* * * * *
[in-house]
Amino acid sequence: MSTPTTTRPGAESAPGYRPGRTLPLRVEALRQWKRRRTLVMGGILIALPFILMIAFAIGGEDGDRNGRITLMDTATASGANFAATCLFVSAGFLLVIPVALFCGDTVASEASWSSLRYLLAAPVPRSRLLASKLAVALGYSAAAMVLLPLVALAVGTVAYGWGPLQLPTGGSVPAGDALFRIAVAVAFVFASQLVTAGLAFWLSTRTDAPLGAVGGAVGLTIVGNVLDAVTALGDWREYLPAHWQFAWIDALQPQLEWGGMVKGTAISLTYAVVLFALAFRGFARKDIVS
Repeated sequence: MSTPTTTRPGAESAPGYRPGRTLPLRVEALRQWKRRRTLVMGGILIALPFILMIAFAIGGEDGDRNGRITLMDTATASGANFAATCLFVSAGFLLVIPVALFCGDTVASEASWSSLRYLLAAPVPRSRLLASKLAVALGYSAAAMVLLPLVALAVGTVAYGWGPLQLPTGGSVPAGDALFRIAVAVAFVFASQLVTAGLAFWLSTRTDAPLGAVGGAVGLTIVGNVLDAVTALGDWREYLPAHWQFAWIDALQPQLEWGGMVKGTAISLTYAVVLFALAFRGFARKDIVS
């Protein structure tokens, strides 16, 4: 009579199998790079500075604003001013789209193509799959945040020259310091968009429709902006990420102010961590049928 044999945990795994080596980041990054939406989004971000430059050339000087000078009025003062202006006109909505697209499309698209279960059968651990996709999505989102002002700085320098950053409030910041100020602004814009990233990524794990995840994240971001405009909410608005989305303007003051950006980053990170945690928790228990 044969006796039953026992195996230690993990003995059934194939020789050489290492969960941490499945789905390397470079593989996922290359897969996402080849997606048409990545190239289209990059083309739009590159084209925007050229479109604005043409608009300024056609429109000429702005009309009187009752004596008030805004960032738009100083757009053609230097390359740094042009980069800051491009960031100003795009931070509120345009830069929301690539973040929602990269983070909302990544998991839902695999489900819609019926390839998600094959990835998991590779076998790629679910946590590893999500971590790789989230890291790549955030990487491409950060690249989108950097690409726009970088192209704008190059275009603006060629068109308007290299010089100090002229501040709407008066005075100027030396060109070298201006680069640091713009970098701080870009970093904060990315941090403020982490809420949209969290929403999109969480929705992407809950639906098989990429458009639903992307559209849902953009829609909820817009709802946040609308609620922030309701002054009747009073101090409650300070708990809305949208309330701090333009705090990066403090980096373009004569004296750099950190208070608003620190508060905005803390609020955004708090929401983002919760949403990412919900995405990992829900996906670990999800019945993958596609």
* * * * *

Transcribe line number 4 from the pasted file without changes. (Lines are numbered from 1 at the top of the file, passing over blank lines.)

């Protein structure tokens, strides 16, 4: 009579199998790079500075604003001013789209193509799959945040020259310091968009429709902006990420102010961590049928 044999945990795994080596980041990054939406989004971000430059050339000087000078009025003062202006006109909505697209499309698209279960059968651990996709999505989102002002700085320098950053409030910041100020602004814009990233990524794990995840994240971001405009909410608005989305303007003051950006980053990170945690928790228990 044969006796039953026992195996230690993990003995059934194939020789050489290492969960941490499945789905390397470079593989996922290359897969996402080849997606048409990545190239289209990059083309739009590159084209925007050229479109604005043409608009300024056609429109000429702005009309009187009752004596008030805004960032738009100083757009053609230097390359740094042009980069800051491009960031100003795009931070509120345009830069929301690539973040929602990269983070909302990544998991839902695999489900819609019926390839998600094959990835998991590779076998790629679910946590590893999500971590790789989230890291790549955030990487491409950060690249989108950097690409726009970088192209704008190059275009603006060629068109308007290299010089100090002229501040709407008066005075100027030396060109070298201006680069640091713009970098701080870009970093904060990315941090403020982490809420949209969290929403999109969480929705992407809950639906098989990429458009639903992307559209849902953009829609909820817009709802946040609308609620922030309701002054009747009073101090409650300070708990809305949208309330701090333009705090990066403090980096373009004569004296750099950190208070608003620190508060905005803390609020955004708090929401983002919760949403990412919900995405990992829900996906670990999800019945993958596609």